complainers, moral guardians, social justice<br />

warriors, etc., who will NEVER EVER be happy<br />

no matter what the company does!<br />

—Taking away popular seasonal and holiday<br />

offerings in the parks, such as Walt Disney World<br />

getting rid of the Country Bear<br />


Vacation Hoedown, Country Bear Christmas<br />

Special, the Lights Of Winter arches, The<br />

Osborne Family Spectacle Of Dancing Lights,<br />

etc., and refusing to add more seasonal offerings<br />

such as bringing Haunted Mansion Holiday<br />

and It’s a Small World Holiday to Walt Disney<br />

World, eliminating the full version of the Magic<br />

Kingdom’s Easter Parade, etc.<br />

—Discontinuing the celebration of other ethnic<br />

events, such as Chanukah and Kwanza, which<br />

were celebrated during Michael Eisner’s tenure!<br />

—The quality of certain seasonal events like<br />

Mickey’s Not-So-Scary Halloween Party and<br />

Mickey’s Very Merry Christmas Party has greatly<br />

diminished.<br />

—Keeping Song of the South, a fantastic classic<br />

movie that is not racist in any way, locked away<br />

in the studio vault, while offering only a bare<br />

minimum of Walt-era and pre-1990s classic<br />

catalog titles on Disney+ or on DVD and Bluray<br />

when some of the few titles they do offer<br />

are edited despite the majority of audiences<br />

preferring to see them all uncut and uncensored.<br />

—Allowing the parks and resorts to get way too<br />

overcrowded, making for much less magical and<br />

enjoyable experiences at them.<br />

—Constantly raising prices and taking away free<br />

perks.<br />

—Being too focused on their “popular” franchises<br />

such as the Disney Princesses and Star Wars<br />

and not doing more with equally-beloved<br />

franchises that have TONS of untapped potential<br />

such as the Muppets and Roger Rabbit.<br />

—Lucasfilm and Kathleen Kennedy not following<br />

George Lucas’s original plans for the Star Wars<br />

sequel trilogy and ruining the character of Luke<br />

Skywalker and the Star Wars franchise as a<br />

whole.<br />

—Disney appears to be attempting to inject<br />

politics and political agendas into the Disney<br />

parks and other Disney media, even though such<br />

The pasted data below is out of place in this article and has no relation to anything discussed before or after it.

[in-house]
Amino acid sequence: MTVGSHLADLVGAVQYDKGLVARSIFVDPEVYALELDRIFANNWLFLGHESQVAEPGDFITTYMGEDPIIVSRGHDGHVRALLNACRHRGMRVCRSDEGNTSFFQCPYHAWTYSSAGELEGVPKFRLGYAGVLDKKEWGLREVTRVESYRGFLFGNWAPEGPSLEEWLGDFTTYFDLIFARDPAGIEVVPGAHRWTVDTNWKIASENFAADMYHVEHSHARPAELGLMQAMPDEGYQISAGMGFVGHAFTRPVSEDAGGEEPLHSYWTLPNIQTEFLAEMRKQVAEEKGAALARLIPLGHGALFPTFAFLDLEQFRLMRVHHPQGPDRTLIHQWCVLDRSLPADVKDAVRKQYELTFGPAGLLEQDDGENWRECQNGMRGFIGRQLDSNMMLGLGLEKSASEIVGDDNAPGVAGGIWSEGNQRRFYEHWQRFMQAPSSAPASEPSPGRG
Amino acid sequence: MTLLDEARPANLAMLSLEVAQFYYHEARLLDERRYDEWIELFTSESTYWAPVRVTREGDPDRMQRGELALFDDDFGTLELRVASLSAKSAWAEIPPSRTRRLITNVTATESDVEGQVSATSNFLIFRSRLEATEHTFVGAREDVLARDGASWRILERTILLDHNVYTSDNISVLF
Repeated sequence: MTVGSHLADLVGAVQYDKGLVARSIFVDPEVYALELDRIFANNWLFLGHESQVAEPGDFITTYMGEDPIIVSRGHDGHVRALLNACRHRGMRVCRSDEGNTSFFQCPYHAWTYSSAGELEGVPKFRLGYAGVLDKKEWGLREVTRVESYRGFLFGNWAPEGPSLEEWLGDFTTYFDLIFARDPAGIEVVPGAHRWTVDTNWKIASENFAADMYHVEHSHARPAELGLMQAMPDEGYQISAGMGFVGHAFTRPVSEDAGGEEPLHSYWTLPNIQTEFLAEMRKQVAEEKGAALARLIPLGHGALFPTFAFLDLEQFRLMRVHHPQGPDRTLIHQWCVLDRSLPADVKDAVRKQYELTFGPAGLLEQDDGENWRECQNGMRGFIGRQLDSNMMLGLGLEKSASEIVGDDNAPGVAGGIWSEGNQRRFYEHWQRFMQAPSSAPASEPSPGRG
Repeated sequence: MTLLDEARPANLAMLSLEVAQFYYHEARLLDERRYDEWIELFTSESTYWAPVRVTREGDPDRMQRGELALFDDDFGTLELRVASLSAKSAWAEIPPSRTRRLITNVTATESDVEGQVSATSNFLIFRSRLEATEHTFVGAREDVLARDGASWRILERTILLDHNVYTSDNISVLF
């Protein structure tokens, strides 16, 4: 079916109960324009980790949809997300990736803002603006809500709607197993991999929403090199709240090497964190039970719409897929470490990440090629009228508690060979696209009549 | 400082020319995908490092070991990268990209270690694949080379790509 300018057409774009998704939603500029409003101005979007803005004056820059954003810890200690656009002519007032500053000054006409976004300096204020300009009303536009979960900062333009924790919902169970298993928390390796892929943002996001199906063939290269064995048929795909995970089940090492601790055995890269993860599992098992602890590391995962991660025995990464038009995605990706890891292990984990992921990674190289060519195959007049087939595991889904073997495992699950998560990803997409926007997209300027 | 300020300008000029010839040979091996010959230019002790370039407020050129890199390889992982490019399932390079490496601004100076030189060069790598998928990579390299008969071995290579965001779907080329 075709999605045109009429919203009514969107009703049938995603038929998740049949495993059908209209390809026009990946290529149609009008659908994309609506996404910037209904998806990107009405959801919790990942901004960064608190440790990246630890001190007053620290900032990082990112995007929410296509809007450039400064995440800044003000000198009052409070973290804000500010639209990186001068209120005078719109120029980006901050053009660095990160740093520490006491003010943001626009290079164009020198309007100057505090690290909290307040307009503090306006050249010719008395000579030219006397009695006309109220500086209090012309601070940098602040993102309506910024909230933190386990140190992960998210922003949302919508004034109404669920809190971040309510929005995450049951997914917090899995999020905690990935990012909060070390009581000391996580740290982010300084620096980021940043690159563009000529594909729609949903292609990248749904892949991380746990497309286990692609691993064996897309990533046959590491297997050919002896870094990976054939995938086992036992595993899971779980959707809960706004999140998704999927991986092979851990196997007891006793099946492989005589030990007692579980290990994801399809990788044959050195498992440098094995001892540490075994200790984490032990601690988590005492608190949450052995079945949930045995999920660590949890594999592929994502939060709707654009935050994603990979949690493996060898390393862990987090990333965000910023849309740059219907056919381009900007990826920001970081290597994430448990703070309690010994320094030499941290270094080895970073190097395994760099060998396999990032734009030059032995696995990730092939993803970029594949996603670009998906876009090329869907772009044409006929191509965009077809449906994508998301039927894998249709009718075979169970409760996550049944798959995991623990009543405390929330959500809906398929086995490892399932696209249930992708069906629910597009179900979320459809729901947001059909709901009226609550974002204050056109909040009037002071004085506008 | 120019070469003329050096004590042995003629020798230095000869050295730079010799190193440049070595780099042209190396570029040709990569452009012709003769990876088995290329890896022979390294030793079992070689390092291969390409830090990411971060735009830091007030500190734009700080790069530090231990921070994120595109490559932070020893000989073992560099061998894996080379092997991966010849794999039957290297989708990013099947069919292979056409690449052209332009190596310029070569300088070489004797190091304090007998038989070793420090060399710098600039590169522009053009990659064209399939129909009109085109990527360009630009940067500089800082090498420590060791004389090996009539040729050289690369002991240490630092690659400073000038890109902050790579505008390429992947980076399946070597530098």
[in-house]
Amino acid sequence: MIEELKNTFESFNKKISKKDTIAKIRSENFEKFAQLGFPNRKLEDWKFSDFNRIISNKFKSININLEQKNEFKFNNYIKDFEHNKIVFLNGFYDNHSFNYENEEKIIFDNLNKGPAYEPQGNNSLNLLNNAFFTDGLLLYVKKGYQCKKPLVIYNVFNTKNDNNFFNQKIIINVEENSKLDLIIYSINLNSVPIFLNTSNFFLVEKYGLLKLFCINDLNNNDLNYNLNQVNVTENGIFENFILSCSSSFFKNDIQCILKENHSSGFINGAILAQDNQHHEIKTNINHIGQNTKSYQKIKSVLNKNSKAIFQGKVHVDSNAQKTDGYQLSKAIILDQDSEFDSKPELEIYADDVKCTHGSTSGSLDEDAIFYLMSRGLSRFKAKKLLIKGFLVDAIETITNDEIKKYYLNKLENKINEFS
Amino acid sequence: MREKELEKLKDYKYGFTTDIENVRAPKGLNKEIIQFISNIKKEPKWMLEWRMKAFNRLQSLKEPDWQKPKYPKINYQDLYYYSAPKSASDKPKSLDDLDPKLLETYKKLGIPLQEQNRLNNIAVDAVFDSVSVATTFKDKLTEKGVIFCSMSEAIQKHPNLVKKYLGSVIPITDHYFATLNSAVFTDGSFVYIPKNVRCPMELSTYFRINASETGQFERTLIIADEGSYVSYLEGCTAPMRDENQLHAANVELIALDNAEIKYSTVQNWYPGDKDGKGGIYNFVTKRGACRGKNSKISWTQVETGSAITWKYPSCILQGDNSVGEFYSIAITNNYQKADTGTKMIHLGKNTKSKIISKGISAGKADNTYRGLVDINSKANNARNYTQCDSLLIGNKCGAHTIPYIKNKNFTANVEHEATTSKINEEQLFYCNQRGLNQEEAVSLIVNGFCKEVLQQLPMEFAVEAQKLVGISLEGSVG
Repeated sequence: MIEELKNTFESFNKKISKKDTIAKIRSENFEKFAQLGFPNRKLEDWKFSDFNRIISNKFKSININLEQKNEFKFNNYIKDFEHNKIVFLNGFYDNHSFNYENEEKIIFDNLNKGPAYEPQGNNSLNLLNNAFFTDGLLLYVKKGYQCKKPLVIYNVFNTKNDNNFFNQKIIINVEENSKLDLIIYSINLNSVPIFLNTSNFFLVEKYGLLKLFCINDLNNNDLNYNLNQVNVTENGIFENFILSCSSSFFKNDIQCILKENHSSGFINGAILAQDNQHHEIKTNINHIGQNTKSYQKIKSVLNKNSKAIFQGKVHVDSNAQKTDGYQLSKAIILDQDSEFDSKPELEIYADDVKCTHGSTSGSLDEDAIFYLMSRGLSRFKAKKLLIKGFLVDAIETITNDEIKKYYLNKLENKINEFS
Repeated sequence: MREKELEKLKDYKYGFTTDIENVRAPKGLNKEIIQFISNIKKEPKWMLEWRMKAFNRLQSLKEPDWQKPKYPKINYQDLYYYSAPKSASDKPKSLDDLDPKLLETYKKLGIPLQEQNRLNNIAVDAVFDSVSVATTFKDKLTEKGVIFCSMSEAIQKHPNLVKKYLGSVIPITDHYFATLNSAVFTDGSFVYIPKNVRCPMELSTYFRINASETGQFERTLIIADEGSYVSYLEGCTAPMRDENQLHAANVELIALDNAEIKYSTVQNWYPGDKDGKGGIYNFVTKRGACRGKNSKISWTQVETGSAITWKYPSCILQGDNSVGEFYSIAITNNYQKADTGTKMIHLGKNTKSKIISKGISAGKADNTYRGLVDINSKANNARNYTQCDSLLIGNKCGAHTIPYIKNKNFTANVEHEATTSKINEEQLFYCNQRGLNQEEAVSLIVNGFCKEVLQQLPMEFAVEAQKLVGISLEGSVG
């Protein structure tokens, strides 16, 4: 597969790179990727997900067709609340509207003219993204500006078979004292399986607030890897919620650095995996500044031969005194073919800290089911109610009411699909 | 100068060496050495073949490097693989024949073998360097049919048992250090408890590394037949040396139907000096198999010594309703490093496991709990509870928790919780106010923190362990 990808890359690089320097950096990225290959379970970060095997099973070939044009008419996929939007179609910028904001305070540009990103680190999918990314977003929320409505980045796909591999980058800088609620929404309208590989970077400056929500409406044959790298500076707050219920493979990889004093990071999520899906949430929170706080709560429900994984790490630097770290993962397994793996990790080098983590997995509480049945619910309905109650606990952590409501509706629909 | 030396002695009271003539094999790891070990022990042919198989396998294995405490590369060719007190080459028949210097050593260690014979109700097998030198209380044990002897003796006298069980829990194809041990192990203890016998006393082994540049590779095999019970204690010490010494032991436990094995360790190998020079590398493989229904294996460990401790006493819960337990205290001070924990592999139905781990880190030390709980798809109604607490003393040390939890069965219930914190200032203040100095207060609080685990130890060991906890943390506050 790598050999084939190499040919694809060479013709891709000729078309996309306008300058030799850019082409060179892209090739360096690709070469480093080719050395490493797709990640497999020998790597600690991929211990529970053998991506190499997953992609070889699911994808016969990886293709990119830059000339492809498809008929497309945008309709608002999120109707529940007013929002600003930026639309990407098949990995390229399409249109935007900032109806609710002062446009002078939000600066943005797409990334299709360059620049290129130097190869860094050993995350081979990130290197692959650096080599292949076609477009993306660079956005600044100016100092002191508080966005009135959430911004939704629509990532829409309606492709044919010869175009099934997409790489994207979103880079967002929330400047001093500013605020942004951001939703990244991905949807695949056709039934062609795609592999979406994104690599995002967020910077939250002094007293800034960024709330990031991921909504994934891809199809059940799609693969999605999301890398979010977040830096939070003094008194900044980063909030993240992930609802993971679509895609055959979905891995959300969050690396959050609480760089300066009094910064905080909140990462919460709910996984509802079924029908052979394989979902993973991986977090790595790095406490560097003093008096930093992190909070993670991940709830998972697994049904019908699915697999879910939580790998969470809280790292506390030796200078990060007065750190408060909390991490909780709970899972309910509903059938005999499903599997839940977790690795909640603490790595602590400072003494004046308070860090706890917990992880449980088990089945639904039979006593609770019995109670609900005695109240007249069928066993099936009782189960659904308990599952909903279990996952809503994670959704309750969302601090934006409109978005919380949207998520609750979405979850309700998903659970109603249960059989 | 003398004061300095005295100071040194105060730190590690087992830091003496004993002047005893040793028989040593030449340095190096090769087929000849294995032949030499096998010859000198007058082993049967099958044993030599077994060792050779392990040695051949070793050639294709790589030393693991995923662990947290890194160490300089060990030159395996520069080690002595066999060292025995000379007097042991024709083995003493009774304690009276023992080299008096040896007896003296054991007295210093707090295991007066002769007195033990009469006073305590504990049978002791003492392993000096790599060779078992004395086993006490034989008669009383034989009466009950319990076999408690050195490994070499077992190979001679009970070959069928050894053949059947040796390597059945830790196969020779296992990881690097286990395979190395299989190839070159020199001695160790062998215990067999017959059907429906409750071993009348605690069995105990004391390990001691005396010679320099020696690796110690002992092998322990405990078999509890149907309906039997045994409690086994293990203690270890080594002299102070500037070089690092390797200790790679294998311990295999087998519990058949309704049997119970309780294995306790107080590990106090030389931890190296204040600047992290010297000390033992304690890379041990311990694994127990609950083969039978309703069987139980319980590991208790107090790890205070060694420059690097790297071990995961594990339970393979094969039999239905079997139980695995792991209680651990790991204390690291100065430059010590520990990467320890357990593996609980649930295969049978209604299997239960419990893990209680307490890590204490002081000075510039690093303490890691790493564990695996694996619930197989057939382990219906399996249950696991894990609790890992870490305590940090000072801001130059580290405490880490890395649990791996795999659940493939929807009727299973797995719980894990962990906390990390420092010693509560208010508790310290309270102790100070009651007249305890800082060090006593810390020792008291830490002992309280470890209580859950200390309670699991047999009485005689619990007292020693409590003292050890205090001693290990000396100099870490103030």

entertainment is supposed to be a

source of escapism and a way for people to get<br />

away from all that nonsense for a while, not have<br />

even more of it forced down their throats! Politics<br />

are not allowed in entertainment!<br />

—Not accepting ideas or suggestions from fans<br />

and other people outside the company, especially<br />

if they are ideas that could help make things even<br />

better.<br />

—Killing traditional hand-drawn animated<br />

features, making Walt Disney Animation<br />

Studios and Pixar Animation Studios almost<br />

indistinguishable from each other and taking<br />

away what made each of them special.<br />

—Not doing a good enough job of reaffirming<br />

what is or isn’t canon (such as reaffirming that<br />

the direct-to-video sequels and TV shows based<br />

on Disney animated canon features are noncanonical),<br />

causing lots of confusion.<br />

—Repeatedly ignoring the concerns of<br />

stockholders by refusing to answer questions<br />

from anyone other than large brokers.<br />

—Laying off tens of thousands of employees/cast<br />

members while restoring executive pay levels to<br />

pre-COVID-19 status.<br />

And that is only the beginning.<br />

Among the many goals we are looking to<br />

achieve as part of The Disney Revolution is<br />

reversing all these mistakes and more and<br />

bringing the company back to its former glory and<br />

bringing back things they never should’ve taken<br />

away!Here is the link to The Disney Revolution<br />

Facebook page:<br />

https://www.facebook.com/TheDisneyRevolution<br />

A full website for The Disney Revolution is in the<br />

works and will be unveiled in early 2021.<br />

And please join my Help Save Splash Mountain<br />

Facebook page as well—help it reach<br />

1,000 members by <strong>December</strong> 31st:<br />

https://www.facebook.com/<br />

groups/751080852358711<br />


Dishonor to Us All: Is Disney Really Guilty<br />

of Enabling Human Rights Abuses with the<br />

<strong>Live</strong>-Action Mulan Remake?<br />

In 1998, the year Disney released its 36th animated<br />

feature, Mulan, my father and I went to Washington,<br />

DC One of the things we visited was the Holocaust<br />

Memorial; it was one of the most chilling experiences<br />

of my life. As a Jewish person, seeing my people<br />

being targeted for genocide made me sick and angry.<br />

Recently having come out as gay doubled the anger<br />

because gays were also among the many groups<br />

Nazis targeted for extermination. When we Jews say<br />

the phrase “never again,” we mean it.<br />

Fast forward to the year <strong>2020</strong>. Michael Eisner is no<br />

longer the head of The Walt Disney Company, and<br />

even his replacement, Bob Iger, has stepped down<br />

from the CEO position. Sanctimony has replaced<br />

imagination, and politics has replaced storytelling<br />

while remakes have overshadowed new ideas.<br />